Going out or going to bed with wet hair does not increase the risk of getting sick. However, hot and humid environments, such as lying in bed with wet hair, can lead to bacterial or fungal infections on the scalp or face.

Hair performs the following functions:

– mechanical protection of the skin against the external environment
– increased sensory function of the skin
– helps regulate body temperature

Although wet hair does not directly cause illness, the presence of water does cause health problems.
The moisture from the hair also moistens the pillow. Going to bed with damp hair can increase the risk of developing a fungal or yeast infection on the scalp because yeasts have a better chance of growing in warm or moist areas of the body. Below are the effects of wet hair, the risks of sleeping with wet hair, precautions, and tips to avoid sleeping with wet hair.

Effects of wet hair

Myths passed down from generation to generation may suggest that going to bed or going out with wet hair can make a person sick.

Can wet hair cause a cold?

Research suggests that just having wet hair doesn’t make people sick.
Adults usually have two or three colds a year. Colds are caused by viruses, and the only way to develop a cold is to come into contact with a cold-causing virus. There are no studies that can establish a direct correlation between the common cold and having wet hair. Only exposure to a cold-causing virus can cause a cold.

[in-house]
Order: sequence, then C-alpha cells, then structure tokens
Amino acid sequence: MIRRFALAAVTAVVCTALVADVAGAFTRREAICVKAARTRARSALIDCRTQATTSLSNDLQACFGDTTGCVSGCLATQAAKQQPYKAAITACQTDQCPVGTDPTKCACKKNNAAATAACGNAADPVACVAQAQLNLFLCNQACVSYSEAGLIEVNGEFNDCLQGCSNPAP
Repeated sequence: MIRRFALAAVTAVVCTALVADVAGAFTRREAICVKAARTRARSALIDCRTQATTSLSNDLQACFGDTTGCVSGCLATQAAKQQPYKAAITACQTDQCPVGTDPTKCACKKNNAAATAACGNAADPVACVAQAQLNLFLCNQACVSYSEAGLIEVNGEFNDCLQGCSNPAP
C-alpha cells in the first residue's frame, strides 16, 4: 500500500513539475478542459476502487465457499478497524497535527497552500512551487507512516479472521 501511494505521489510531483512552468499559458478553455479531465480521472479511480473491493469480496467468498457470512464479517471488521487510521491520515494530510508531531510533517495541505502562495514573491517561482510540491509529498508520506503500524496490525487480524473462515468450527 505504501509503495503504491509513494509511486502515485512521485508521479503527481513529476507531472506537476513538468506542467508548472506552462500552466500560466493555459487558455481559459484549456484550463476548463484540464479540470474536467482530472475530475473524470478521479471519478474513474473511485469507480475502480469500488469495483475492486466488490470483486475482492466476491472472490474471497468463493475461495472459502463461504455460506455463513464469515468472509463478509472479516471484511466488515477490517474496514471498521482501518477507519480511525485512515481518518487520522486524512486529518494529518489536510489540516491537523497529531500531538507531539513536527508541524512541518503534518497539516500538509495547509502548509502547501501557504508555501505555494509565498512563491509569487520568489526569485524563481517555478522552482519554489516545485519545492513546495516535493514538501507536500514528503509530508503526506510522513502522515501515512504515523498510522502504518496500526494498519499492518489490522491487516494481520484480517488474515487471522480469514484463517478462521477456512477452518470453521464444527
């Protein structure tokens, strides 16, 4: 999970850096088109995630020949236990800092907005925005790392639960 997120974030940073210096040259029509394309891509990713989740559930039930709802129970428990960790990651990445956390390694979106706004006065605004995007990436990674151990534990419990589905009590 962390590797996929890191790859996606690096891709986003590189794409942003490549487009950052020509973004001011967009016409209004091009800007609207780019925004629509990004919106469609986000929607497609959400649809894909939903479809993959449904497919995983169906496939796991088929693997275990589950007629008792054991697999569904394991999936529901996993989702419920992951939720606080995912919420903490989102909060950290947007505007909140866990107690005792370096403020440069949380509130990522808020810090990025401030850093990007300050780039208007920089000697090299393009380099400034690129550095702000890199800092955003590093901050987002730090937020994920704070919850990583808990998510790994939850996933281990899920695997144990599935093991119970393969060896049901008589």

Can going out with wet hair in the cold cause a cold?

Spending more time indoors or outdoors or not going outside with wet hair has not been shown to actually make a difference in the risk of developing a cold. However, a 2016 study found that drops in temperature and humidity for several consecutive days can increase the risk of rhinovirus infections, a cause of the common cold, in affected individuals.

No research suggests that the risk of developing a cold is correlated with having wet hair.

6 reasons not to sleep with wet hair

There are reasons why people may want to dry their hair before going to bed. Wet hair can cause the following problems: